To assess maternal and infant health, public health researchers and development experts report the maternal mortality rate (MMR) and the infant mortality rate (IMR). mortality rates do not compare favorably with those of other developed countries, disaggregating data by maternal race reveals a different picture.
To assess maternal and infant health, public health researchers and development experts report the maternal mortality rate (MMR) and the infant mortality rate (IMR). mortality rates do not compare favorably with those of other developed countries, disaggregating data by maternal race reveals a different picture.Tags: Pietermaritzburg+Newspaper ArchivesEssay On African American MusicA Modest Proposal Satire Analysis EssayEssay On Volleyball RulesLiterature Essay Example7 Eleven Business PlanThesis Sahib - Loved Ones
Neither of these can fully account for the racial disparity in maternal or infant mortality.
Smoking and drug abuse are risk behaviors that strongly predict preterm delivery, low birth weight, However, several studies show that African American women are less likely to report smoking cigarettes than are non-Hispanic white women, and they are also no more likely to abuse alcohol or drugs during their pregnancy.
It is racism, not race itself, that threatens the lives of African American women and infants.
Protecting the health of mothers and infants is a critical measure of a country’s development.
Although African American women are more likely than non-Hispanic white women to experience these interrelated risk factors, research shows that this greater likelihood does not fully account for the racial gap in outcomes; rather, these disparities stem from racial and gender discrimination over the life span of these women.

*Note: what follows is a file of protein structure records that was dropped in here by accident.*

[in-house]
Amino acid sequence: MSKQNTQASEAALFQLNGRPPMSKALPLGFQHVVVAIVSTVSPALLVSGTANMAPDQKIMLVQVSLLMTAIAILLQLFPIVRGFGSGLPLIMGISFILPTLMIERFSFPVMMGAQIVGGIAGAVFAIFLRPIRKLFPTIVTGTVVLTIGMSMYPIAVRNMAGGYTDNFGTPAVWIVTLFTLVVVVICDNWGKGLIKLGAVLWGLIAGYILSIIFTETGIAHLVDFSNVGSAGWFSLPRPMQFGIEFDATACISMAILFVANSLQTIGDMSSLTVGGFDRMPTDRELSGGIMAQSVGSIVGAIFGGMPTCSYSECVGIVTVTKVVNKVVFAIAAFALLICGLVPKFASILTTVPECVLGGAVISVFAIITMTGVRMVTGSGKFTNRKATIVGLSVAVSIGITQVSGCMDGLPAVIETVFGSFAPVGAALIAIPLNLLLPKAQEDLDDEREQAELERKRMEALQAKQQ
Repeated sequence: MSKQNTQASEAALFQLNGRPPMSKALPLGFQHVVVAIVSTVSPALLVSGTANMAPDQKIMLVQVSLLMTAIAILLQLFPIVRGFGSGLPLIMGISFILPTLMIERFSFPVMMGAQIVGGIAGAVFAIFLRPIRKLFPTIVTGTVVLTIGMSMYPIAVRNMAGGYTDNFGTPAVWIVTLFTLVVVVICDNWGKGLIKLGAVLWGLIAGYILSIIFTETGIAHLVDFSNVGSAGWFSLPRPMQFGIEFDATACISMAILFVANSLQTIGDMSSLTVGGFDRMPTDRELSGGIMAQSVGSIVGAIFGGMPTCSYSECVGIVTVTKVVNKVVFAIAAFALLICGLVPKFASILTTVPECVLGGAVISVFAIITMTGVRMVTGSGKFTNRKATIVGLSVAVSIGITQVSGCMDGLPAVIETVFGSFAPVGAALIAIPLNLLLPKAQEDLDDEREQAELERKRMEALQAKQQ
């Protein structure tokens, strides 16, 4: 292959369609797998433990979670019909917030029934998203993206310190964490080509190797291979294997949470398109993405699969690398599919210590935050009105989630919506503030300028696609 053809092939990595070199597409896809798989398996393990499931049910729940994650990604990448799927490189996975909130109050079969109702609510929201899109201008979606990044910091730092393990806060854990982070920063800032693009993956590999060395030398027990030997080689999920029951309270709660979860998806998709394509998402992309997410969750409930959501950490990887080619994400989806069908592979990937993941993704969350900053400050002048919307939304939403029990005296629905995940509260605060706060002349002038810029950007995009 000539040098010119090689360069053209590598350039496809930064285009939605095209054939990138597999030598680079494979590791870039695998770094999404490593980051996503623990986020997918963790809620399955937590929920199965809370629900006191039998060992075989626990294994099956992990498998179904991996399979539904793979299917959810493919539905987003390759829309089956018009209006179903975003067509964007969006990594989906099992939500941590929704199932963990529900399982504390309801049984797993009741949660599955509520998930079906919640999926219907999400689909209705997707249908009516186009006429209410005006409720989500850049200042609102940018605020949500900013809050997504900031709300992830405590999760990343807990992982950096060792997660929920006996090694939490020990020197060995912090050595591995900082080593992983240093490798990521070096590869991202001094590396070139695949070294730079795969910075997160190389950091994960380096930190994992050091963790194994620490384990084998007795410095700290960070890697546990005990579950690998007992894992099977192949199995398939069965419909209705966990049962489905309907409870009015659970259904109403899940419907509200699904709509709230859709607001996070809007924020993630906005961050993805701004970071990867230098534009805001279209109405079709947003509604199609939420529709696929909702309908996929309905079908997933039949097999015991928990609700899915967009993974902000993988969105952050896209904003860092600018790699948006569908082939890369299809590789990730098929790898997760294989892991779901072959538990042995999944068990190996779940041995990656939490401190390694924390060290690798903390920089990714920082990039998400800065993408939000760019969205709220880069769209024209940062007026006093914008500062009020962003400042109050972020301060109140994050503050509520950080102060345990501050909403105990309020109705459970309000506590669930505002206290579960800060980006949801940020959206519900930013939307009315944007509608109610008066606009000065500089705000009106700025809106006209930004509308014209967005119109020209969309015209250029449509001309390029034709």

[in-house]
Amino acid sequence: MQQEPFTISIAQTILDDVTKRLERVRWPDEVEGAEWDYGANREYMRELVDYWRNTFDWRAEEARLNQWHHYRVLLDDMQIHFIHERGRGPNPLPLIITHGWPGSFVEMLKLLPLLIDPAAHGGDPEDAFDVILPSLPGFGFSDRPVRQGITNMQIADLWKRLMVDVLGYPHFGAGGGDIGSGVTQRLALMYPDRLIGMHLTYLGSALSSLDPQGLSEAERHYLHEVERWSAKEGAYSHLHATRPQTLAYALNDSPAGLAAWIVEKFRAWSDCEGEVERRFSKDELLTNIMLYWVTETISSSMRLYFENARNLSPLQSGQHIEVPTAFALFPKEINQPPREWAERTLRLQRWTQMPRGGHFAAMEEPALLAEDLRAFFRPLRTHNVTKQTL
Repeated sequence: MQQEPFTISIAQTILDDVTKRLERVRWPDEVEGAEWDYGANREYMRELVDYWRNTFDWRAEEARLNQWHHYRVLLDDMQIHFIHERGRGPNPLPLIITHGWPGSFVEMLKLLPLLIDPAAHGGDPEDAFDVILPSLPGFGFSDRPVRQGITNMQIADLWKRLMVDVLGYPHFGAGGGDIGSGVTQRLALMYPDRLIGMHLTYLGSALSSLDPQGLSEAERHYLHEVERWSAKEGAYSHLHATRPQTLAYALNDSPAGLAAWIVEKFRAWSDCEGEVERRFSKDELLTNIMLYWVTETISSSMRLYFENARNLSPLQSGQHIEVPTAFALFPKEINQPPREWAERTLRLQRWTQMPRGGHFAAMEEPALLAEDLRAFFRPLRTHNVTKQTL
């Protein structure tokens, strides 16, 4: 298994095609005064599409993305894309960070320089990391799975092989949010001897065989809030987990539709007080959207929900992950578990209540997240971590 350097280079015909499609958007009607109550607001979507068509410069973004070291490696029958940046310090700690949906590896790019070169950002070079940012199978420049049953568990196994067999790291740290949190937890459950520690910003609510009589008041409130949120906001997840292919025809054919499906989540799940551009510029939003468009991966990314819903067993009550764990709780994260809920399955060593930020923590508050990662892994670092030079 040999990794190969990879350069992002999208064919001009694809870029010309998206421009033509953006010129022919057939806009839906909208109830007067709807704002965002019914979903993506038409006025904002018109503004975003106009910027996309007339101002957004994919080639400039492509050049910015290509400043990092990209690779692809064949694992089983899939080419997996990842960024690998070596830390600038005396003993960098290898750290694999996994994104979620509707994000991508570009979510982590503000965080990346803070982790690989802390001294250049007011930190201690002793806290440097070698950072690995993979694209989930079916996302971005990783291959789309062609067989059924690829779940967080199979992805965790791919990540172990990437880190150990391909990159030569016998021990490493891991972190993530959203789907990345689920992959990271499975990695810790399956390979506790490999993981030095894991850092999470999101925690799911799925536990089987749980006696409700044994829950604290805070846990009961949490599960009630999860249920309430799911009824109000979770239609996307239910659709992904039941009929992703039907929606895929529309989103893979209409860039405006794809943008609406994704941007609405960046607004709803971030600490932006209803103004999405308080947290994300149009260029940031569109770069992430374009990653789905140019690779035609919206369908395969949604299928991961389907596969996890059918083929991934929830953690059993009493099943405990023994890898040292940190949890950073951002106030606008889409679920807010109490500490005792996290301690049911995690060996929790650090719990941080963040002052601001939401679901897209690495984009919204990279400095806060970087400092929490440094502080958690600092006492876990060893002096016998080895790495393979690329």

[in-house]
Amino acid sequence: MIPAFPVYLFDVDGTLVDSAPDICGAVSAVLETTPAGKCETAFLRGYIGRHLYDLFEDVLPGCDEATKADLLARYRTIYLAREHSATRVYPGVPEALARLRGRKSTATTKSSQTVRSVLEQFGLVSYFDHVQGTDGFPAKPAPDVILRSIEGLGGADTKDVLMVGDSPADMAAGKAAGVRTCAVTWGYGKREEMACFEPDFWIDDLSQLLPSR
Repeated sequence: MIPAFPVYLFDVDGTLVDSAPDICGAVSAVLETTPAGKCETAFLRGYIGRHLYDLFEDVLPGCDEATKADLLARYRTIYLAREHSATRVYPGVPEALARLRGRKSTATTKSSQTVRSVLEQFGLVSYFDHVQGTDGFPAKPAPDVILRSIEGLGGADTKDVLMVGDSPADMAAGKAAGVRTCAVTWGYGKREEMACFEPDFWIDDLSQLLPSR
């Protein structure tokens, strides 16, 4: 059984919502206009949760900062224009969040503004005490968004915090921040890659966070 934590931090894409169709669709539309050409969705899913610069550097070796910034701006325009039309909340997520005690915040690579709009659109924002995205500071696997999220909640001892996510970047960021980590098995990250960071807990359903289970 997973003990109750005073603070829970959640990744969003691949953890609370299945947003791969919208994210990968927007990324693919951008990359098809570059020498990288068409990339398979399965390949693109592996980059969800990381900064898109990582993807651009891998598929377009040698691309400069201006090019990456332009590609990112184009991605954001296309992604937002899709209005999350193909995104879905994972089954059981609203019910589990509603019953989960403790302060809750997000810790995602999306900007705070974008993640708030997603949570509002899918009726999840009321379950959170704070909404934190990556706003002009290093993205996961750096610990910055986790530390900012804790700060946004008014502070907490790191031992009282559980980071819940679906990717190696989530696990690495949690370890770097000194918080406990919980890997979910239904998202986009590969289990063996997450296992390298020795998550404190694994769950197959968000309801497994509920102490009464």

Numerous studies show that after controlling for education and socioeconomic status, African American women remain at higher risk for maternal and infant mortality.Shortly after giving birth to her son in August 2017, 27-year-old activist and Black Lives Matter icon Erica Garner suffered her first heart attack.Garner, who entered the public eye in 2014 after a police officer choked her father to death, had an enlarged heart.Although all deaths are tragic, Erica Garner’s death illuminates a devastating problem in the United States: African American mothers are dying at three to four times the rate of non-Hispanic white mothers, African American women of all backgrounds—including Garner and Williams—share experiences of racial and gender discrimination.A growing body of research suggests that stress induced by this discrimination plays a significant role in maternal and infant mortality.Current health status, health history, stress, and experiences of racism may contribute to maternal and infant mortality when coupled with lower-quality prenatal care.Although numerous physical health behaviors and conditions influence maternal and birth outcomes, behavioral interventions often focus on two behaviors: smoking and drug abuse and obesity.Like maternal mortality, infant mortality in the United States sharply declined over the 20th century.However, the racial gap in infant mortality rates has been present since these data started being collected by the government and hospitals more than 100 years ago, and it has not significantly changed in more than 50 years.Indeed, one study showed that after controlling for income; gestational age; and maternal age and health status, the odds of dying from pregnancy or delivery complications were almost three times higher for African American women than they were for non-Hispanic white women.Relatedly, another analysis, controlling for the same factors, showed that college-educated African American women were almost three times more likely to lose their infants than their similarly educated non-Hispanic white peers.